• Does it spread across your organisation?
  • Are there any glaring gaps in terms of what you need?
  • To whom do you need to reach out? Why?
  • When will you do that?

No matter how long it has been, people want to hear from you. If you’re reaching for the stars, then they will make time for you. If they cannot now, they will on another occasion. You are on their radar. Go and make those calls. Do it today.

summon your inner revolutionary

Summoning your inner revolutionary can help create your own template for leadership and help change the story of what professional life looks like. Nothing short of expressing your inner revolutionary is needed to create the change you want to see in the workplace—to create a workplace where you and your integrated life and work, your ‘lifework’ can thrive.

Summoning your inner revolutionary can help create your own template for leadership and help change the story of what professional life looks like.

The call of the revolutionary within you, whether gentle or gigantic, silent or seismic, diplomatic or disruptive, is your unique energy and gift that must be expressed. Drop the corporate mask; allow yourself to express emotion rather than damping it down; share your vulnerability rather than blockading it; speak language that conveys your meaning effectively rather than speaking in the shorthand company jargon; harness your animated, passionate, energised self and do not let it atrophy under conformity and conventions that may be long out of date.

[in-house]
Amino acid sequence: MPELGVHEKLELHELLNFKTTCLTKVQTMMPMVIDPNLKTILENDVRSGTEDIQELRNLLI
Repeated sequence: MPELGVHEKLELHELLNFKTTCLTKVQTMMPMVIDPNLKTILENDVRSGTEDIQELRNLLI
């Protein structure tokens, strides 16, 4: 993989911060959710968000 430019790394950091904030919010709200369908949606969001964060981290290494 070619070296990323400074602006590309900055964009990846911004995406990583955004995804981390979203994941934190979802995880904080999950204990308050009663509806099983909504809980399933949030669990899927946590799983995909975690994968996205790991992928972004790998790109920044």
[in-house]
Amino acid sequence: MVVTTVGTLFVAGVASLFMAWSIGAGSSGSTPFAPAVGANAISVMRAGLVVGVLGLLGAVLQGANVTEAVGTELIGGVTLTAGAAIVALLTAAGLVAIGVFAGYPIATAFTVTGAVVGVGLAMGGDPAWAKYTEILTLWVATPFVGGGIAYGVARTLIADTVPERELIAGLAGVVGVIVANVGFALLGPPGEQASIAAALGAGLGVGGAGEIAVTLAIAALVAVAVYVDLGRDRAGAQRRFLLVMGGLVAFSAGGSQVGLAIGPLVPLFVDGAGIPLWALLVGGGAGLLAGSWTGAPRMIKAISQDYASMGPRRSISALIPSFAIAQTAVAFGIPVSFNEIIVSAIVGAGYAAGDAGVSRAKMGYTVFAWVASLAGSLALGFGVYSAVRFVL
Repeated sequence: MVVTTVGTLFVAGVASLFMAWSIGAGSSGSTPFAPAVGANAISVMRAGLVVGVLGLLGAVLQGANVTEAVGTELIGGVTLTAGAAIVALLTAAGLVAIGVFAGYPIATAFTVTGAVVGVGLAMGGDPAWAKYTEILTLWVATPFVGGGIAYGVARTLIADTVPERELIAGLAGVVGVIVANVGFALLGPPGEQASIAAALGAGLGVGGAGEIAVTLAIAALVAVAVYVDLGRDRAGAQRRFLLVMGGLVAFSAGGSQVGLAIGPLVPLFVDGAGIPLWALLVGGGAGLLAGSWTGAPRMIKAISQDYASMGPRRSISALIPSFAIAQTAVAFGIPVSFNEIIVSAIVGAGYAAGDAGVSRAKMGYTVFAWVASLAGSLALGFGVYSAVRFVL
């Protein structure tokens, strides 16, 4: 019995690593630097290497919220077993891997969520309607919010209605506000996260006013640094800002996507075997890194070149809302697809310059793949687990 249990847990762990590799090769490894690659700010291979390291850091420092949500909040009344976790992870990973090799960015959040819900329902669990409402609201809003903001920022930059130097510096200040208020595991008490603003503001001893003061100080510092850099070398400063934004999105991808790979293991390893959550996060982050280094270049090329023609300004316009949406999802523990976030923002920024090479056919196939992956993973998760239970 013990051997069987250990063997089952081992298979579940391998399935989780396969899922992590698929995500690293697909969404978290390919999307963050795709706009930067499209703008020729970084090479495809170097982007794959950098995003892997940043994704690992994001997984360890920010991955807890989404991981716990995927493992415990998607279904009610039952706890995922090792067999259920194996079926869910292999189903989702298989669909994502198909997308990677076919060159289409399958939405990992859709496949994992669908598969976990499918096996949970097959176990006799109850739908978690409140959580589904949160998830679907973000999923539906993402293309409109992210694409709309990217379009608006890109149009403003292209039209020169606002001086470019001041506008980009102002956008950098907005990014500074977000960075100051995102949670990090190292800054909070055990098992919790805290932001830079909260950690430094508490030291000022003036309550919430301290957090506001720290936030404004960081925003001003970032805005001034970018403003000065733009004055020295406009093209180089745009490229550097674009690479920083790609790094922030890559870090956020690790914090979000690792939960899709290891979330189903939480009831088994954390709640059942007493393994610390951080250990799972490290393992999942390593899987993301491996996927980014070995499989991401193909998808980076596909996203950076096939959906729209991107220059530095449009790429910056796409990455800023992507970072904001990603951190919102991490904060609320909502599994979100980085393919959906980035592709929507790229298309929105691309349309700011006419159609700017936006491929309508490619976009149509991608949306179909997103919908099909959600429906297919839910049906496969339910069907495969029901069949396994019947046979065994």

As the legendary dancer, Martha Graham reminds us: There is a vitality, a life force, an energy, a quickening, that is translated through you into action, and because there is only one of you in all time, this expression is unique. And if you block it, it will never exist through any other medium and it will be lost.

The greatest act of your inner revolutionary is the act of bringing yourself fully through that door and performing as ‘you’ in all the roles you play. Go forth. The world needs you.